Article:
In the babywearing world, we often pride ourselves on inclusiveness, We want to welcome all kinds of caregivers to this incredible practice of babywearing, and we say as much in every online group and forum that exists. At least, we THINK we do. As it turns out, there is an area that is being pointed out more and more often as needing improvement. This area? Ableist Language. What is that, you ask? Well, Ableism can be described as "systematic, institutional devaluing of bodies and minds deemed deviant, abnormal, defective, subhuman, less than." So, how does our language about babywearing devalue the bodies and minds of our fellow babywearers? Well, when we flippantly use terms like "crazy", "lame", "nuts", etc. we are intentionally or unintentionally assigning a negative connotation to those with physical or mental disabilities, or dismissing them all together. What may seem like no big deal to you can actually be very hurtful to others in our babywearing community. This has become such an important topic that Jaime Gassmann, owner of Bijou Wear, wrote a post to bring attention to the subject in her chatter group, Bijou Buzz. Jaime admitted her own mistakes in language when she said:
"Language is so powerful. Things like "dumb" or "insane" or "lame" were "just words" to me for so long...in my daily life I was never confronted with the awful power of those words to shame and hurt people. I used them (and others) everyday. I used dumb when I meant unpleasant, not considering that when it is equated in that way it is a terrible slur against people who cannot speak. I used insane or crazy when I meant wild, reckless, or awful--using a mental illness term or slur in a cavalier way and/or equating it with "bad" behavior. I used lame to mean unpleasant or annoying...and then one day the political phrase lame duck came up around someone with a permanent disability who walked with assistance. That woman is not ineffectual or unpleasant or annoying. She walks with a limp because of a disease, and that does not define her."
Jaime brings up many good points about the difference between the easiest word choice and the most accurate word choice. Often, ableist language is simply the first word to pop into your head, out of habit. That doesn't make it the best word choice though, and in many cases, whether you intend it or not, it is hurtful to others reading your words. Especially in the babywearing world, one that often takes place online, it is important to choose your words wisely, as your words represent you to the entire community.
This is an important issue to me personally, as someone who lives with Postpartum Depression and OCD, because I daily read the flippant words of other babywearers who are "obsessed" with wrapping or are "crazy" about wearing. If you have not struggled with mental illness, you cannot know what a challenge it is to live with obsessions and irrational thoughts. To have your illness laughed at or brushed aside as unimportant or imaginary. To be treated as different or less than your peers. Your hobby does not compare to my illness.
So, how do we fight against ableist language? The first step is simply admitting we use language that is problematic. By admitting it is problematic, we can begin to recognize when we use it and work toward finding better, more accurate words and phrases to express ourselves. Taking these steps is not about being "PC". We choose to change our language in an effort to be more considerate of and inclusive to our fellow babywearers. Whether your babywearing group has rules about ableist language or not, you can strive to be considerate of others simply by cutting out words that are problematic.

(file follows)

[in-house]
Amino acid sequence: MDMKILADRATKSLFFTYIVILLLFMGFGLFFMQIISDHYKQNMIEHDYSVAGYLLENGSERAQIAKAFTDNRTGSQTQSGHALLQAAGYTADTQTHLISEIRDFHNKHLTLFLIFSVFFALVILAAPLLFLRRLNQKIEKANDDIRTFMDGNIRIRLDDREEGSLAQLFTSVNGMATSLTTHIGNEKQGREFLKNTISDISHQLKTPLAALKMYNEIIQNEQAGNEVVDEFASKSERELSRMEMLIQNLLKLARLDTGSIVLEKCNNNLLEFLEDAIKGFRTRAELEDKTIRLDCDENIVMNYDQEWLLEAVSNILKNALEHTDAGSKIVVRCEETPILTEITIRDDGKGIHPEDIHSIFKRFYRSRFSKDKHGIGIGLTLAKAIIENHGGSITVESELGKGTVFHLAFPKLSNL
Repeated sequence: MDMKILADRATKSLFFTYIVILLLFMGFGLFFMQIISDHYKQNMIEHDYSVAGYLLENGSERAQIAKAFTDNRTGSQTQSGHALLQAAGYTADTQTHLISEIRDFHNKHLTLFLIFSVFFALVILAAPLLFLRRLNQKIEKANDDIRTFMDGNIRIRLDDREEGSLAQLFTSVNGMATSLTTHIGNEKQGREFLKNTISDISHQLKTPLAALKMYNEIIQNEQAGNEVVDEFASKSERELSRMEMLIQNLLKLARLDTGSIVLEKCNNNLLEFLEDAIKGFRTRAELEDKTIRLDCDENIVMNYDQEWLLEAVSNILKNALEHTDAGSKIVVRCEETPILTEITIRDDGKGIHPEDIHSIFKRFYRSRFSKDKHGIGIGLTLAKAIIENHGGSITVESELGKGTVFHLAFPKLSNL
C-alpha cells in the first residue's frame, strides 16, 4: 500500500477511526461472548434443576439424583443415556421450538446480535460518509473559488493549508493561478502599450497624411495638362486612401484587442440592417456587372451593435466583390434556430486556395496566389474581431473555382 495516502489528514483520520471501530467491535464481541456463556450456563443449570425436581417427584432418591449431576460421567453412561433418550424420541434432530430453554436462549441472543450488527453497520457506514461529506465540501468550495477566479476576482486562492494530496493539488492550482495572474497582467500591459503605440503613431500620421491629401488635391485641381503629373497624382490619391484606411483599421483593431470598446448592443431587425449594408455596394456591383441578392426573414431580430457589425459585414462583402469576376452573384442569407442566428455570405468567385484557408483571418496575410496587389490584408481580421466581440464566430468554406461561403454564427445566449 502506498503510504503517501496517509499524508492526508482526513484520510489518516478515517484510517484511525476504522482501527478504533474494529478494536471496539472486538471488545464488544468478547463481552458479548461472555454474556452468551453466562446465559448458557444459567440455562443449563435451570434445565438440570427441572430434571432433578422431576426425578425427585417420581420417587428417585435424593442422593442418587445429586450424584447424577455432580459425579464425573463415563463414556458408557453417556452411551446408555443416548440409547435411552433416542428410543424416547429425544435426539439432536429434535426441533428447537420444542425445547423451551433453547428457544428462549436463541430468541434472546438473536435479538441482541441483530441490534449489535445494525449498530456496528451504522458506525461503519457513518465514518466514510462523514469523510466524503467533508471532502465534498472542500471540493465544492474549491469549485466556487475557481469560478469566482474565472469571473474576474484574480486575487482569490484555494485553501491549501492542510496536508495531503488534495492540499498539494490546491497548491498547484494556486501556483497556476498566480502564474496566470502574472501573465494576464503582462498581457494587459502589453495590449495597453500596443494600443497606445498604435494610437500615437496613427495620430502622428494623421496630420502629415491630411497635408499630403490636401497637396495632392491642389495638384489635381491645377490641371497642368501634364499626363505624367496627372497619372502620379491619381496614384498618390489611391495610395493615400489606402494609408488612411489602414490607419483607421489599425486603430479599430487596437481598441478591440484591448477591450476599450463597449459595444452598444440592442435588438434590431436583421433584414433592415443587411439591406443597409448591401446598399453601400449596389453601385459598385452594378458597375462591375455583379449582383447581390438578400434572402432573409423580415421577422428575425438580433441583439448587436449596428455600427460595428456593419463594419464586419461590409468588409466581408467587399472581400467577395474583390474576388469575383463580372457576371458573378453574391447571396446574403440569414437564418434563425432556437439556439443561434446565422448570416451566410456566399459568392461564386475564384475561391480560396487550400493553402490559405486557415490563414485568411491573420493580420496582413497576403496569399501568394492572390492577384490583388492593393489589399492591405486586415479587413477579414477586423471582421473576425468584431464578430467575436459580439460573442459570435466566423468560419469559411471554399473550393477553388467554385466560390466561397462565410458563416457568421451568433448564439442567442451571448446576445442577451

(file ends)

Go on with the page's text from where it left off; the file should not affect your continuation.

Let's start with a short list of frequently used ableist language found in the babywearing world, and let's share some alternatives. This list isn't meant to be exhaustive by any means, but it will be a jumping off point to learning how to choose better, more accurate words in our everyday language. If you can start by trying to eradicate these words from your vocabulary, you're already taking great steps to be more inclusive of all babywearers. Habits are hard to break, and we may need to remind ourselves more than once not to use certain words, but the important thing is to make the effort, to care enough to make the effort. I'll also share some more resources at the end of this list for further reading.
Example: "This is a crazy deal for this wrap!"
Instead use: ridiculous, absurd, unbelievable, amazing, unfathomable
Example: "I am obsessed with babywearing!"
Instead use: in love with, passionate about, hobby, passion
Example: "I am definitely a wrap hoarder!"
Instead use: textile curator, wrap collector, collecting, keeping, saving
Example: "Selling that wrap was such a dumb decision!"
Instead use: absurd, wrong, bad, careless, thoughtless
Example: "I'm so OCD, I always have to fold my wraps a certain way."
Instead use: particular, specific, organized
Now remember, this is just a jumping off point. To learn more about ableist language, check out these links below...
10 Questions About Why Ableist Language Matters, Answered
Autistic Hoya: Ableism/Language
Casual Ableist Language
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